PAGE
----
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Kos Minar in Dakhini near Jalandhar, from Jahangir period

The Kos Minars or Mile Pillars are medieval milestones along the Grand Trunk Road that were made by the 16th-century Pashtun Ruler Sher Shah Suri and later on by Mughal emperors. These Minars were erected by the Mughal Emperors on the main highways across the empire to mark the distance. The Kos Minar is a solid round pillar, around 30 feet (9.1 m) in height that stands on a masonry platform built with bricks and plastered over with lime. Being milestones, they were an important part of communication and travel in a large empire.

Kos Minars were used to mark the royal route from Agra to Ajmer via Jaipur in the west, from Agra to Lahore via Delhi in the north and from Agra to Mandu via Shivpuri in the south. Modern Indian highways have come up along roughly the same routes as those marked by these minars.



Kos, one fourth of a Yojana,[1][2] is an ancient Indian unit of distance. It can represent either a distance of approximately 1.8 kilometres (1.1 mi) or 3.2 kilometres (2.0 mi). Minar is a Persian word for tower. Abul Fazl recorded in Akbar Nama that in the year 1575 AD, Akbar issued an order that at every Kos on the way from Agra to Ajmer, a pillar or a minar should be erected for the comfort of the travelers.[3][4]

Apart from these, many caravanserais (roadside inns) were also built for the tired and weary travellers.

Later additionsEdit

Kos Minars became an institution during the rule of the Mughals that Emperor Jahangir and Shah Jahan,following in their predecessors footsteps added to the existing network of Kos Minars. In the north they were extended as far as Peshawar and in the east to Bengal via Kannauj. The geographic span makes for nearly three thousand kilometers of Mughal highways, accounting for nearly 1000 Kos Minars, i.e., 1 every Kos or 3 kilometres (1.9 mi). There is no record as to how many of them have survived.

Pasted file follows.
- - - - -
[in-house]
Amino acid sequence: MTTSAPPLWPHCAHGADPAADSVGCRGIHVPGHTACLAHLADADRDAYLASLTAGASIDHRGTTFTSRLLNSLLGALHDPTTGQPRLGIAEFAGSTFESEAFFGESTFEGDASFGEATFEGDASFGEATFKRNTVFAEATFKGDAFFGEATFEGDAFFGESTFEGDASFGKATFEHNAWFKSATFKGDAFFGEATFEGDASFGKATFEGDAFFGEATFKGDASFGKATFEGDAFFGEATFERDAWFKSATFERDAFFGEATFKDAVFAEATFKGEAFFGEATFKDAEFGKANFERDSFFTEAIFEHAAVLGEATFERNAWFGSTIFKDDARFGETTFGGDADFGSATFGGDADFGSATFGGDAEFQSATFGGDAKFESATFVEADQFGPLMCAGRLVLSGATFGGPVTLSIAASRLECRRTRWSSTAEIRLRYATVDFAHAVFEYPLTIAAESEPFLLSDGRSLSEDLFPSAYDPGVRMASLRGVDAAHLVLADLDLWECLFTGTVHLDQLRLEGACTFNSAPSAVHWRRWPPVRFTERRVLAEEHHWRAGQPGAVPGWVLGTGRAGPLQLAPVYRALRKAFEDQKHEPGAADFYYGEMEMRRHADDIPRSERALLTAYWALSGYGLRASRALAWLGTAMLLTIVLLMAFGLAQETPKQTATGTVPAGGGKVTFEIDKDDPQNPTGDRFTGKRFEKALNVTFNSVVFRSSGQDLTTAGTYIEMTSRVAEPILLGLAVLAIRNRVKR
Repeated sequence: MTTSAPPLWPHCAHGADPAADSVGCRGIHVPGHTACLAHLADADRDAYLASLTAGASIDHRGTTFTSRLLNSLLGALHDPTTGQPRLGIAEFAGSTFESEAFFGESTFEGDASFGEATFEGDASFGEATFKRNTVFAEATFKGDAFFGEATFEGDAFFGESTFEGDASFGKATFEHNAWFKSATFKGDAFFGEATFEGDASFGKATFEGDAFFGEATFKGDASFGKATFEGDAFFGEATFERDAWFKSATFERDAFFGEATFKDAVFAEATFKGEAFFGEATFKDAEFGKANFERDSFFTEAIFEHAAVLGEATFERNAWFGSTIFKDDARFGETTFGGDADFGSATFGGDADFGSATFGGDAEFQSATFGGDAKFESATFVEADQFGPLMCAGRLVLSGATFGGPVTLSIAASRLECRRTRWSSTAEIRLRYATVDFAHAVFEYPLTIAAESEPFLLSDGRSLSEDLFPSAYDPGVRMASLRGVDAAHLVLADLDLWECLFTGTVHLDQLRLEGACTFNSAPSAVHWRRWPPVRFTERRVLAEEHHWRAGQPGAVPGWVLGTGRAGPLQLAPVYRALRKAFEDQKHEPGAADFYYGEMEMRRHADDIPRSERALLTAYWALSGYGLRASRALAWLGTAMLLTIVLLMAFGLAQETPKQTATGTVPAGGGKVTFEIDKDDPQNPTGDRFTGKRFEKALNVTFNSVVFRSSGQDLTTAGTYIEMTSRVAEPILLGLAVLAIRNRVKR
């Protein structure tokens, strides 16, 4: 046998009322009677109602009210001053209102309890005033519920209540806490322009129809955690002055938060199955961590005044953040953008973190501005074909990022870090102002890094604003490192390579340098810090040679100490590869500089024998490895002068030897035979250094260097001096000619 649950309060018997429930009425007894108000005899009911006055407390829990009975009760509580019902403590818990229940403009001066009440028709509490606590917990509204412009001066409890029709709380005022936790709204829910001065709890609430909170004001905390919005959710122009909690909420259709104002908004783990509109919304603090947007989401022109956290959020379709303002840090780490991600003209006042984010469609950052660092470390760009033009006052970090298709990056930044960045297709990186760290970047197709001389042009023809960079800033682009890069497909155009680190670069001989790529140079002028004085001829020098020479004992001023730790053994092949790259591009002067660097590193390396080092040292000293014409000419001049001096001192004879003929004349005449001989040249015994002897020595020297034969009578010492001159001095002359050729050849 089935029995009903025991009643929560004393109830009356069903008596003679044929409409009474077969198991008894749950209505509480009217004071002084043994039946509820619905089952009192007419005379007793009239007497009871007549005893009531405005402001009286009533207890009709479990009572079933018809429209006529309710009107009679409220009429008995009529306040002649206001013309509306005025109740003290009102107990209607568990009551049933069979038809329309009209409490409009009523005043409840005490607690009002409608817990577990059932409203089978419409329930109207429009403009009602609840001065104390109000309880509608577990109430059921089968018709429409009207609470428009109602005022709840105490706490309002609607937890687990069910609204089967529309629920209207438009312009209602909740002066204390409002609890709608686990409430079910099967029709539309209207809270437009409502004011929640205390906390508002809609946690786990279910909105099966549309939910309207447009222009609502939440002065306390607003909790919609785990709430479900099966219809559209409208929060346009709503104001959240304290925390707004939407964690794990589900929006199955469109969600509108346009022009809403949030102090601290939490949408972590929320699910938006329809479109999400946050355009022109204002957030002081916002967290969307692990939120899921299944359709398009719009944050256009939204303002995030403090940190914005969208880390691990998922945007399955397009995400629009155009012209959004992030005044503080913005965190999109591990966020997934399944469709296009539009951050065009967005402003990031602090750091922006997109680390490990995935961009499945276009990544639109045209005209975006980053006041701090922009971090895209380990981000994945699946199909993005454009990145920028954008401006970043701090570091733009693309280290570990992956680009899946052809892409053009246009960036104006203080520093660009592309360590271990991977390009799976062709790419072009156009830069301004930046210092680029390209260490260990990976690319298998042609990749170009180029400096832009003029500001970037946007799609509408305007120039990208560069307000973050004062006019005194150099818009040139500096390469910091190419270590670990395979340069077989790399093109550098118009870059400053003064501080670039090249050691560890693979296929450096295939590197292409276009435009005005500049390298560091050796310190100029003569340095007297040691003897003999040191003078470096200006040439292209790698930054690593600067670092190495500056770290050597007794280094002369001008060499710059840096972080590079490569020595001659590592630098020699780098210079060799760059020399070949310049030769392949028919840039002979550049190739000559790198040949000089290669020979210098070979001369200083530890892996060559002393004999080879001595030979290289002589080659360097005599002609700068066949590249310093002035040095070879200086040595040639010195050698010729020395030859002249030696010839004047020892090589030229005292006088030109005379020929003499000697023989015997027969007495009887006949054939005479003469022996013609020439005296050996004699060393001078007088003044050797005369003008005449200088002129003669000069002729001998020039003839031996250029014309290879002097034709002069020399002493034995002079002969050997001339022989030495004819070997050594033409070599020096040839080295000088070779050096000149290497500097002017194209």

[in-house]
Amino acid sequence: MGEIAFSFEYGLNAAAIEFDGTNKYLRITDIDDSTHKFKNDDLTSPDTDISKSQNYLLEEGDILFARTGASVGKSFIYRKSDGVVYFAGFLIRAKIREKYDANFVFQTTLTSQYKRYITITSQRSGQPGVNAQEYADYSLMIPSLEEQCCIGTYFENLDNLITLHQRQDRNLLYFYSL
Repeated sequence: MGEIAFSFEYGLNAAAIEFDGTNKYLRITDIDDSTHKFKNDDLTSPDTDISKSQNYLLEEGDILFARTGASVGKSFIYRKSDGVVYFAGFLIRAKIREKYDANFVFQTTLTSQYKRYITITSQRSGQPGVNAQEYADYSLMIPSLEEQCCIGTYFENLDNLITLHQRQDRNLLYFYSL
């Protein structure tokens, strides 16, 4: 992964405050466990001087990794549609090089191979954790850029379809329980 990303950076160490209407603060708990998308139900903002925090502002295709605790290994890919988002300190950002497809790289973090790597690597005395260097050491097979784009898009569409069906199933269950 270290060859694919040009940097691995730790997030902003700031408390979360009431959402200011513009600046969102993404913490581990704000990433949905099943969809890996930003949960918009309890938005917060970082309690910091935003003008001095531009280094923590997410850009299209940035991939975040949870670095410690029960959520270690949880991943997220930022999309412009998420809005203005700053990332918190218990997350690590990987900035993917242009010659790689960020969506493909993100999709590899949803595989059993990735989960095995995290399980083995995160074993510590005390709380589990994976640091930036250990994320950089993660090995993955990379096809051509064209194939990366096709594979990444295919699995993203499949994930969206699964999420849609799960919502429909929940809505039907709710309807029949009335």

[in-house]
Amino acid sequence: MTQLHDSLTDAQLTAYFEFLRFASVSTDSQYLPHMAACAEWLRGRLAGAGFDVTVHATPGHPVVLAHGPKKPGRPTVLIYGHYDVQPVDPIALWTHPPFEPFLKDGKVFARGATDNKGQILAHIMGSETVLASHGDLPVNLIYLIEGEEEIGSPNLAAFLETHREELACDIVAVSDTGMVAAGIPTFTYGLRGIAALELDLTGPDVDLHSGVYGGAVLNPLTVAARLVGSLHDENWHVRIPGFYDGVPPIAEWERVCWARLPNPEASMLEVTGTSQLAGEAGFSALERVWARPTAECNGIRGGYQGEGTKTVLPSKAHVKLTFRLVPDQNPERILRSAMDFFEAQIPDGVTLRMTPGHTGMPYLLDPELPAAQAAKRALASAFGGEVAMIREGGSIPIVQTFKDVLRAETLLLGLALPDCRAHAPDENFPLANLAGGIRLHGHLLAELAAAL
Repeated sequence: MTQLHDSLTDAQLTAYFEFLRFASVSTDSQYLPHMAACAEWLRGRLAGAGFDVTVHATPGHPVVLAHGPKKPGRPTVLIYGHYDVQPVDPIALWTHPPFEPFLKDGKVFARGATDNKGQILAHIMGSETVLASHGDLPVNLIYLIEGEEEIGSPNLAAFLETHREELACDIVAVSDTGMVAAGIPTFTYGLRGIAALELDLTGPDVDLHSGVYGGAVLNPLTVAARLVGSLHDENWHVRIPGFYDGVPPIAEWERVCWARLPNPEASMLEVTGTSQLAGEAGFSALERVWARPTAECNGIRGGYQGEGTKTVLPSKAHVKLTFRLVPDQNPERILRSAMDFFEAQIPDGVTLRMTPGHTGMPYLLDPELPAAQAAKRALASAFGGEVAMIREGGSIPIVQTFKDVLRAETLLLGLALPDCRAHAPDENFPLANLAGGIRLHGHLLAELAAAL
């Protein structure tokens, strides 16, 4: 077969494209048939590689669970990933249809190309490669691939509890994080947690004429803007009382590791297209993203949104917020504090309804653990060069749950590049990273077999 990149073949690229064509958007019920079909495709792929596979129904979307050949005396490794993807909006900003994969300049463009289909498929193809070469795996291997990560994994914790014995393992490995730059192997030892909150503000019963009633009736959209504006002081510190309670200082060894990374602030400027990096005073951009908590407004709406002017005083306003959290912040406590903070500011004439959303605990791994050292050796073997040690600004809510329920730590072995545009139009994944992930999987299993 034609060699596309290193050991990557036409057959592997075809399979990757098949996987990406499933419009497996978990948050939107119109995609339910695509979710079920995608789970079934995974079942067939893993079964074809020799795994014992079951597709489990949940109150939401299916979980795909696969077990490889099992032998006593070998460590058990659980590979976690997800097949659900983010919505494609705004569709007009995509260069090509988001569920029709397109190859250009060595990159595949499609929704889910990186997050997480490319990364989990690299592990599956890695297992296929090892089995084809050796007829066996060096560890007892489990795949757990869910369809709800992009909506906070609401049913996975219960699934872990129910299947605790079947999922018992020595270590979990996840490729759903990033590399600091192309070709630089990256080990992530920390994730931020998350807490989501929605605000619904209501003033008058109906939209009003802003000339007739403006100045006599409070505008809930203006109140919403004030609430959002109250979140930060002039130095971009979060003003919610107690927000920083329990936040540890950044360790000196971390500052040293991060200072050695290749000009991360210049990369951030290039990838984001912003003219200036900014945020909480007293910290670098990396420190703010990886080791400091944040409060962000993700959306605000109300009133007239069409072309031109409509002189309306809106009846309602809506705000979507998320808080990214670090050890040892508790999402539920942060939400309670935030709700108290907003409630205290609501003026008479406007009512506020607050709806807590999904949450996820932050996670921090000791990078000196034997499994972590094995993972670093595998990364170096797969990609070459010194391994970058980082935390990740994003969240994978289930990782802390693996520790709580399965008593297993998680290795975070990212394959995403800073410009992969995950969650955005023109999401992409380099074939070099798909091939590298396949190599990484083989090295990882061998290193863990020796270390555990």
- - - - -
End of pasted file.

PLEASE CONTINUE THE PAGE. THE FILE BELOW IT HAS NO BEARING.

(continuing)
Preserved monumentsEdit

Over the years these road monuments have gone into a state of disrepair and are almost lost in obscurity. Along India's old highways, particularly the Grand Trunk Road, one still finds Kos Minar.

According to a report of the Archaeology Survey of India, there are 49 Kos Minars in Haryana.[5] There are also five kos minars around Ludhiana city.[6] Of late some of these Minars have been restored and attempts for preserving many others are ongoing.

There is a preserved Kos Minar in Lahore, near the tomb of Ali Mardan Khan. It probably lined the original G.T. Road, a few hundred meters north of it.


See alsoEdit


  1. ^ Arthashastra, Chanakya, 4th century BCE, pp151
  2. ^ [unreliable source?] "Valmiki Ramayana / Book III: Aranya Kanda - The Forest Trek / Chapter (Sarga) 69". Retrieved 2007-09-29. 
  3. ^ Kos Minar University of Alberta.
  4. ^ Nivedita Khandekar (October 27, 2012). "A milestone on the highway - Hindustan Times". Retrieved 2013-09-23. 
  5. ^ "Signposts lost in history". The Sunday Tribune. September 10, 2006. Retrieved 2013-09-23. 
  6. ^ "'Monumental' treasure house". The Times of India. Jul 12, 2009. Retrieved 2013-09-23.